Apparently abandoned by his immediate family after his death in 1922, Maine Civil War veteran Jewett Williams has been commandeered by distant relatives prior to his burial in 2016 …
… and the volunteers responsible for respectfully transporting his cremains from Oregon to Maine are unhappy about the bombshell dropped during today’s ceremony honoring Jewett’s arrival at the Togus VA Hospital in Chelsea.
Jewett was the oldest son and child of Hodgdon farmers Jared and Rosaline Williams. Born in Hodgdon in 1843, he was 21 when he was simultaneously drafted and mustered into the army — Co. H, 20th Maine Infantry Regiment — on Monday, Oct. 12, 1864.
A scrawny fellow standing 5-6½ inches tall with a farmer’s lean, muscular frame, Jewett gazed at the world through hazel eyes. He had dark hair and sported a dark complexion.
He participated in the Appomattox Campaign, mustered out with the 20th Maine, and returned to Hodgdon in summer 1865. After his first marriage ended in divorce in 1871, Jewett voted with his feet to leave Maine; moving to Minnesota, he later married a woman who bore him six children.
Jewett and his wife, Nora, lived in Washington State by the early 1890s, and he later moved to Portland, Oregon. Admitted to the Oregon State Hospital in Salem in April 1922, he died there of “cerebral arteriosclerosis” on Monday, July 17, 1922.
No relatives claimed the body, which was cremated. The ashes went into a copper urn forgotten until discovered along with approximately 3,500 other cremain-filled urns at the Salem hospital in 2004.
In 2015, Maine Civil War historian Tom Desjardins found the online records about Jewett’s 1922 death at the Oregon State Hospital for the Insane. The discovery led to the efforts to bring Jewett home.
Starting at Salem on Monday, Aug. 1, 2016, volunteers from the Patriot Guard Riders escorted Jewett’s cremains across country to Maine. The goal, as understood by everyone involved with the project, was to deliver Jewett to Maine for burial in the Togus National Cemetery in Chelsea on Saturday, Sept. 17.
Seven members of the Maine Patriot Guard Riders — President Mike Edgecomb of Spruce Head, Cathy Fiske and Steve Littlefield of Topsham, Robert LaBrie of Bangor, Don Duplessis of Augusta, Edgar “Skip” Hanes of Hartford, and Will Lagasse of Greene — met at the south-bound Kennebunk Travel Plaza on the Maine Turnpike on Tuesday, Aug. 16 and rode south together to “meet” Jewett at Appomattox Court House National Historic Park.
These seven Mainers and other Patriot Guard Riders escorted Jewett home through Pennsylvania, New Jersey, New York, Connecticut, Rhode Island, Massachusetts, Vermont, and New Hampshire.
At 1 p.m., Monday, Aug. 22, some 40-50 motorcyclists and several escort vehicles turned from Route 17 onto Togus Road and rode to the Togus VA Hospital in Chelsea. Parking their bikes on Pond Road in front of the VA medical center, the Patriot Guard Riders participated in the moving ceremony that officially returned Jewett’s cremains to the possession of his home state.
Togus personnel, Maine National Guard personnel, Civil War re-enactors, and employees of the Maine Department of Defense, Veterans & Emergency Management also took part in the ceremony, held on the lawn opposite the VA medical center’s main entrance. Including participants, around 200 people gathered to watch as Mike Edgecomb placed the American flag-wrapped box containing Jewett’s cremains on a table set up on the lawn.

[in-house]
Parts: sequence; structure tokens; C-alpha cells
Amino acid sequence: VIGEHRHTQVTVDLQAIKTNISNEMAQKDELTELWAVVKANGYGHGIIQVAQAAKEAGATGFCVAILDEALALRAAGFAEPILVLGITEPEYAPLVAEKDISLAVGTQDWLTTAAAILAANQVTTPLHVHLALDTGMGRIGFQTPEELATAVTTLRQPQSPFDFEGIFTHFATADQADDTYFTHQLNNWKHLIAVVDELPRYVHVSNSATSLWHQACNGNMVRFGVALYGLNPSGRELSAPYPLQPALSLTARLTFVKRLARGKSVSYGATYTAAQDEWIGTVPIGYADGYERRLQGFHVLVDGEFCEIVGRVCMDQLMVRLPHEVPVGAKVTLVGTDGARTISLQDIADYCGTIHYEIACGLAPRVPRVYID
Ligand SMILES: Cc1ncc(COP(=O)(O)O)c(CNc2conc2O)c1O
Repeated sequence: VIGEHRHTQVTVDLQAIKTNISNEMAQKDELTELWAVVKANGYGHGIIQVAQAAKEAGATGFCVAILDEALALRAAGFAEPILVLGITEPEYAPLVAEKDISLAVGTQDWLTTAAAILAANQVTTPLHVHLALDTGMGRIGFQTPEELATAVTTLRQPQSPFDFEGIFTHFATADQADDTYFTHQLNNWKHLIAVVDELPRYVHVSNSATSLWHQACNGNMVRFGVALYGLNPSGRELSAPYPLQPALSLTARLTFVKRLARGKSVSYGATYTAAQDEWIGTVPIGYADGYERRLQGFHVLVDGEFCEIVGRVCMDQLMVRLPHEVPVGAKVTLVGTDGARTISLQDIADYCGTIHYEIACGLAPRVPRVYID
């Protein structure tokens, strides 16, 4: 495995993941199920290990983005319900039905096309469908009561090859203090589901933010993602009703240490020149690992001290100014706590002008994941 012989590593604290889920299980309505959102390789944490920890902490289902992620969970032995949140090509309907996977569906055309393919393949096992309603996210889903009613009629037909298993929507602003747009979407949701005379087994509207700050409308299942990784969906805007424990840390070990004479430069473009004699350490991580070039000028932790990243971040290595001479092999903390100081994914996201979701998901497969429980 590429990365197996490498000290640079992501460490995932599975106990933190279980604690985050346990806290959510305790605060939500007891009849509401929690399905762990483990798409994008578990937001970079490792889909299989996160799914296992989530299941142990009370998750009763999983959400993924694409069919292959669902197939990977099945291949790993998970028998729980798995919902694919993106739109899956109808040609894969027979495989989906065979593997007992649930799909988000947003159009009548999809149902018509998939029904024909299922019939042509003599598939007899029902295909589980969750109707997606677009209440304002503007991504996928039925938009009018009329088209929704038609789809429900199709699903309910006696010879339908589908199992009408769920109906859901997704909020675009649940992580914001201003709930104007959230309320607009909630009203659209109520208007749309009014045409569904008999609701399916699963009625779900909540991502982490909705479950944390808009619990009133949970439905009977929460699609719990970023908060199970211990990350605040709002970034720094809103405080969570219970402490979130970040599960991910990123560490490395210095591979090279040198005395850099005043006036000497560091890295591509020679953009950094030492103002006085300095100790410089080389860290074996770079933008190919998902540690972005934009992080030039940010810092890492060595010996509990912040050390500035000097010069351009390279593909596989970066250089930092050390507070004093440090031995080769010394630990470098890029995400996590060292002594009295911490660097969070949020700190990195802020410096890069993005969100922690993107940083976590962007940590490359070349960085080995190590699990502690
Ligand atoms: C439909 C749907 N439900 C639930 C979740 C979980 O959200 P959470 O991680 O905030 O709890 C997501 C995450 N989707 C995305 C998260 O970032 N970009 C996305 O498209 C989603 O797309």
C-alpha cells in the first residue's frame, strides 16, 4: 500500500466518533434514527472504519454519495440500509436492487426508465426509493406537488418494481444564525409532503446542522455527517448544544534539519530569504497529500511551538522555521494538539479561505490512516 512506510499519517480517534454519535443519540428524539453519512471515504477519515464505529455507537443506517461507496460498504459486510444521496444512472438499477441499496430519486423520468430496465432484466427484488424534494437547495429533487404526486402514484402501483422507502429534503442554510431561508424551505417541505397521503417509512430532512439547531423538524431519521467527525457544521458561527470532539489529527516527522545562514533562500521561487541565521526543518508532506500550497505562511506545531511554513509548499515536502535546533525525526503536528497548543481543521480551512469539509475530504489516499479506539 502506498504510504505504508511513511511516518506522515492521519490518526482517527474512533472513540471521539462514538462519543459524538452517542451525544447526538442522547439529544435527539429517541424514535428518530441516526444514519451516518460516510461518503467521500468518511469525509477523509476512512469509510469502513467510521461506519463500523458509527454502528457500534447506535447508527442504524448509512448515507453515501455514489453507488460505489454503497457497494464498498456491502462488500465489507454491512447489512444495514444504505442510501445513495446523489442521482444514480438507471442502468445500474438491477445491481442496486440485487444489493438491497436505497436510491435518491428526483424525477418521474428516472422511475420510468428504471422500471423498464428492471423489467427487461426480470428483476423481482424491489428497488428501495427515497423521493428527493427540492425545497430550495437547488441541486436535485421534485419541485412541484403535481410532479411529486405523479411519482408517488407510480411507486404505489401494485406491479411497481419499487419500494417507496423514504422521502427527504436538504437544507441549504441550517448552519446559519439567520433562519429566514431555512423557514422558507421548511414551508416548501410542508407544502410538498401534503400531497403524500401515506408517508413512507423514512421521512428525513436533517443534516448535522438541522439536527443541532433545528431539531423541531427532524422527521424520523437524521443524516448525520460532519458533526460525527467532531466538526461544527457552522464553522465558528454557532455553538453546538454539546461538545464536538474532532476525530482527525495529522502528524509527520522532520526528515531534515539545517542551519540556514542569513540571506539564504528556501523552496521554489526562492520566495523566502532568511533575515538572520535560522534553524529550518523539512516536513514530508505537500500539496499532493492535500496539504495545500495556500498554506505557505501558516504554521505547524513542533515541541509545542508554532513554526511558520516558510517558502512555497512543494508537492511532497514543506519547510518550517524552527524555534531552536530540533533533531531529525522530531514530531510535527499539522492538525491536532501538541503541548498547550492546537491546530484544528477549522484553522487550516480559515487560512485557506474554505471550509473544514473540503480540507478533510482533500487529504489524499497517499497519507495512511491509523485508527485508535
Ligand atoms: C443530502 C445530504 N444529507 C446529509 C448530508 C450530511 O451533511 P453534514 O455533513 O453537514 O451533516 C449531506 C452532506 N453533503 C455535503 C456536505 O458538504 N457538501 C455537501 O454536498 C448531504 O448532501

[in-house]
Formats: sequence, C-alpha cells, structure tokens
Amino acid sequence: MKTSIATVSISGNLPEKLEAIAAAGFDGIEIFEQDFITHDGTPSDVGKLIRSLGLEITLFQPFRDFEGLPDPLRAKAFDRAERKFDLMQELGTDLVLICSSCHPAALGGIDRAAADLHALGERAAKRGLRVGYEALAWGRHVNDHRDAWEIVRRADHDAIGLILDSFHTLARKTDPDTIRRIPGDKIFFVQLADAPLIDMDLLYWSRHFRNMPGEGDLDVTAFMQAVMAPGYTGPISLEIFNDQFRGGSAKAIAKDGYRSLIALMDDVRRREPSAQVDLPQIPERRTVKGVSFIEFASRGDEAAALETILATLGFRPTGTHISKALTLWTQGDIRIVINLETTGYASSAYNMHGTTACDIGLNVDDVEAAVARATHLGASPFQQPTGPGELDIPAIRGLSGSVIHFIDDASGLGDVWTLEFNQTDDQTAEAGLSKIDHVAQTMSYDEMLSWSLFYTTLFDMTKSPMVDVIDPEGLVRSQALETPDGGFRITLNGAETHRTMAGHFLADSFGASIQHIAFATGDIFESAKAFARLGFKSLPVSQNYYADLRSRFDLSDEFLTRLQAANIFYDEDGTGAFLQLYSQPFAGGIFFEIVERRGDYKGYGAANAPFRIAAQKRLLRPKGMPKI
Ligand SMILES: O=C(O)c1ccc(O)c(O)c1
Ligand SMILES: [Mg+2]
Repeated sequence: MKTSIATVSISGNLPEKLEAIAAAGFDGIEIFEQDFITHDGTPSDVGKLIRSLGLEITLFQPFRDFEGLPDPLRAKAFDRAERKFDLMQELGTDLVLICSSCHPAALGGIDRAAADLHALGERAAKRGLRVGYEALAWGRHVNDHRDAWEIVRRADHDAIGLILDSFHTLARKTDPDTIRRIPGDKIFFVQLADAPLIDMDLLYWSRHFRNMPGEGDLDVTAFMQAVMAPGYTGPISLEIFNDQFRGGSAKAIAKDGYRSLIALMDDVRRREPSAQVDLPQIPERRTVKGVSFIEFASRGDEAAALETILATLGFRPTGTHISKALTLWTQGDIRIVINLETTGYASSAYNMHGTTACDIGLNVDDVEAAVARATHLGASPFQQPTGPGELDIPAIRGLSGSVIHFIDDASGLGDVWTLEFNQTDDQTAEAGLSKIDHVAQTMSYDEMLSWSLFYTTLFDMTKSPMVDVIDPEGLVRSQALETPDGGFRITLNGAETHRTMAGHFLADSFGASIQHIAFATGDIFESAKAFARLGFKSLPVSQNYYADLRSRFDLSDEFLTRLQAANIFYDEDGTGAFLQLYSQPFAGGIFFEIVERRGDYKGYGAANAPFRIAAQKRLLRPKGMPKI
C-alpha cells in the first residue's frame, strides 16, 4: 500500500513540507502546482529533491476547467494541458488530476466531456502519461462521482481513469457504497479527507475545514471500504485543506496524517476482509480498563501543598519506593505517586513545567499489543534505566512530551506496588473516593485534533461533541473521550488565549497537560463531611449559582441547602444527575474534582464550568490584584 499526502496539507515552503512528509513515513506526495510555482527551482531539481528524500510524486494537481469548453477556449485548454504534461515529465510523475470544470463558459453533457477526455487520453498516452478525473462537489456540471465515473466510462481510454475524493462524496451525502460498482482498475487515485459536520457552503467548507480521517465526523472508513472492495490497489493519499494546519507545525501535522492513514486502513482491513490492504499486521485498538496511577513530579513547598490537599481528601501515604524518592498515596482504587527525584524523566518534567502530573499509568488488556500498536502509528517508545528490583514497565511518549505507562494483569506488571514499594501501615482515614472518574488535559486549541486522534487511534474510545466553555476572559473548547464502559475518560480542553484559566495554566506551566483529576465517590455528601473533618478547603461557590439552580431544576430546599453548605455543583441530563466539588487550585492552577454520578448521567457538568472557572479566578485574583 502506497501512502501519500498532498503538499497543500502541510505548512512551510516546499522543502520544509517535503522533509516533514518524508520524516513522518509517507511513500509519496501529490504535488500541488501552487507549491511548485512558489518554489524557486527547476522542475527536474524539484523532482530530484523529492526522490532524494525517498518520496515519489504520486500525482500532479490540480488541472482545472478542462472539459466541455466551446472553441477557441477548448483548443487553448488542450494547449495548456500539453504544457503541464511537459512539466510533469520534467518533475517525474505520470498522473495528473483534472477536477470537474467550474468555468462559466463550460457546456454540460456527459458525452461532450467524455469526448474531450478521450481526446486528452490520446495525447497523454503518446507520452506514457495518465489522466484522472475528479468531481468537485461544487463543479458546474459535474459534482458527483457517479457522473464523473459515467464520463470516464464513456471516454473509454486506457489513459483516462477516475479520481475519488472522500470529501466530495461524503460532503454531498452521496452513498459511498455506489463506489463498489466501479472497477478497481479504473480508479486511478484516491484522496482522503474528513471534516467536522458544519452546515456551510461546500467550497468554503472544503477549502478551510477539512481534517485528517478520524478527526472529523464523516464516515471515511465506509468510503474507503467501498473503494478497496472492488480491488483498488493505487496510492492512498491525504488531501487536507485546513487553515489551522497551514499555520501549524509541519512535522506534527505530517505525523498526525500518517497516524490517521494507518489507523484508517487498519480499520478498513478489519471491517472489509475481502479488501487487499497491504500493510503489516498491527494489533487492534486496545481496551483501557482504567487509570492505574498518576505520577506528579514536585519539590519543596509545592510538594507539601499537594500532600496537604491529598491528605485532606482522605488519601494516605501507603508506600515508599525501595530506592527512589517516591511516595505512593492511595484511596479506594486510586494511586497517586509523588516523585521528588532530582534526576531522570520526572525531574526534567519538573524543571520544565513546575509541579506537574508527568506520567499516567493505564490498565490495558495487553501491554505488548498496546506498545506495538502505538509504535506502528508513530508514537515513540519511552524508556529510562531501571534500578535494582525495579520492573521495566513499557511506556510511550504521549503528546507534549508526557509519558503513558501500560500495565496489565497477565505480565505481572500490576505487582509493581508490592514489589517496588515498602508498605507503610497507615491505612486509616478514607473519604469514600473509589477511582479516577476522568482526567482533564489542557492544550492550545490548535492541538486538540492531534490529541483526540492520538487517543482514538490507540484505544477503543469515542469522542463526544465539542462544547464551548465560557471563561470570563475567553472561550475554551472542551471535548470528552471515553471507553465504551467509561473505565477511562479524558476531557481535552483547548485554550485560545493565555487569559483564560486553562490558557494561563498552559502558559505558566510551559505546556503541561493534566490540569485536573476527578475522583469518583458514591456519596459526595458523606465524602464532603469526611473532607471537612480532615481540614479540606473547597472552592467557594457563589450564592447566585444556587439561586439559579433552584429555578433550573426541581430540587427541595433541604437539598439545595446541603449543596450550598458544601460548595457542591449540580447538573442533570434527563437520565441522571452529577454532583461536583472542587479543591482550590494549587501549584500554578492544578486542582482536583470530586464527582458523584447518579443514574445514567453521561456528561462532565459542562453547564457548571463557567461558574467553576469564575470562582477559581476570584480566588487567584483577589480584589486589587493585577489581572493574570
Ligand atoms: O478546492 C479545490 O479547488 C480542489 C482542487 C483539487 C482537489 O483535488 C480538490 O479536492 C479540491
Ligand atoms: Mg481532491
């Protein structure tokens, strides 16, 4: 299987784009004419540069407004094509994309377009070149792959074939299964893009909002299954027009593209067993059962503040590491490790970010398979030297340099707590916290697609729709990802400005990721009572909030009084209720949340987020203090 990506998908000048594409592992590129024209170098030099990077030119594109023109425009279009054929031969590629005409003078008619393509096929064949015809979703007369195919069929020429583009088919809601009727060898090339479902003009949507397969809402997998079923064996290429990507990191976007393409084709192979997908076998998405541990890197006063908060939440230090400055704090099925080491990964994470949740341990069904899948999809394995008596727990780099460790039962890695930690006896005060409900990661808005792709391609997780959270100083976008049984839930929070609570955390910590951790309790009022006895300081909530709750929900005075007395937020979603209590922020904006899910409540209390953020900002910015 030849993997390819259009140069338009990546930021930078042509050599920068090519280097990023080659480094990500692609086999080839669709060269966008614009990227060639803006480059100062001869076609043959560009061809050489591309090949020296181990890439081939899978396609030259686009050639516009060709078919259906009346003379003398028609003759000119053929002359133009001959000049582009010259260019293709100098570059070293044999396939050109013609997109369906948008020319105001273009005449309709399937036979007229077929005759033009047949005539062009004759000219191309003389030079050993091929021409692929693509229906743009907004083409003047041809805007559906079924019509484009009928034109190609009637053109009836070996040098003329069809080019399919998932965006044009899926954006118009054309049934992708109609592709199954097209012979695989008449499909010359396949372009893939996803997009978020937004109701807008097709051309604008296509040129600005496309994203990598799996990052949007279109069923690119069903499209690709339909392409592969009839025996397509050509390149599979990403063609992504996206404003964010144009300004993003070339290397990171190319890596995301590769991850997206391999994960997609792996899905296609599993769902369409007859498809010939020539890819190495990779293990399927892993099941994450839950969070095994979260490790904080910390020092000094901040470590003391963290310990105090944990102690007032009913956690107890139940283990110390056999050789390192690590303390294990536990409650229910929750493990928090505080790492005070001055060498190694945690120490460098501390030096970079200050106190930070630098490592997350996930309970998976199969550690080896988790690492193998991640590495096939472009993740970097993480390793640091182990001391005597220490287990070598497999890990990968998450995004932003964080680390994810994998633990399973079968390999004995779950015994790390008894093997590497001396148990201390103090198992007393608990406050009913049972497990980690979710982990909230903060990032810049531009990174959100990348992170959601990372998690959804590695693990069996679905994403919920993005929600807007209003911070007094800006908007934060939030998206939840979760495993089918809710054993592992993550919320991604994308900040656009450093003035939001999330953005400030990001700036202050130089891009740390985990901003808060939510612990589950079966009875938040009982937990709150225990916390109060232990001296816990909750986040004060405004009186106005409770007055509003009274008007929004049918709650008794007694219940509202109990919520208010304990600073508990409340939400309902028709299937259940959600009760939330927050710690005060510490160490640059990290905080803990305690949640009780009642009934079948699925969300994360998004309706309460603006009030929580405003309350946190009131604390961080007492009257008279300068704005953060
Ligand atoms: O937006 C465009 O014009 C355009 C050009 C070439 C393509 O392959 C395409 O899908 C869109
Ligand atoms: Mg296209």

Adria O. Horn, the director of the Maine Bureau of Veterans’ Services, spoke about Jewett and the collaborative efforts that had brought him home to Maine. Among the people watching the ceremony was Brig. Gen. Doug Farnham, the adjutant general of the Maine National Guard.
Everything went well until Horn revealed that rather than Jewett being buried with the other Civil War veterans at Togus as planned, “family and descendants” in Aroostook County wanted him to be buried “with his parents, Jared and Rosaline Williams,” in the family’s plot in a Hodgdon cemetery.
The state has concurred with that request.
Jewett’s cremains will be transferred to the Williams’ distant relatives at Togus on Sept. 17. Until then, the cremains will be housed at the Maine Veterans Memorial Cemetery in Augusta.
Horn’s announcement visibly stunned many listening Patriot Guard Riders, who had believed since Aug. 1 that, as Bob LaBrie of Bangor explained, “He (Jewett Williams) was going to be buried with the 20th Maine boys here at Togus.
“I think it’s terrible,” LaBrie said, referring to Jewett being buried in Hodgdon rather than at Togus.
An Oregon researcher could find no living direct descendants of Jewett Williams. During today’s ceremony, no other descendants of Jared and Rosaline Williams stepped forward and identified themselves.
“I think it’s so terrible that if they’re (Williams’ relatives) so inspired” to insist that Jewett be buried in Hodgdon rather than at Togus, “why aren’t they here?”
Another Maine member of the Patriot Guard Riders wondered aloud if the Williams’ relatives would reimburse the Riders for their expenses incurred in bringing Jewett back to Maine. Many of the motorcyclists scheduled their vacations and spent considerable personal funds to help him get home.
From the conversations taking place among the Patriot Guard Riders after the ceremony, one fact became clear: the state’s decision to let Jewett be buried elsewhere than Togus had left the Riders feeling hoodwinked.
Their feelings are possibly justified; a Facebook post put up last Friday by a Hodgdon resident indicated that people in that town already knew that Jewett would be buried there.
Why state officials chose not to share that information with the volunteers transporting Jewett to Maine at their personal expense remains a mystery.
Brian Swartz can be reached at email@example.com. He loves hearing from Civil War buffs interested in Maine’s involvement in the war.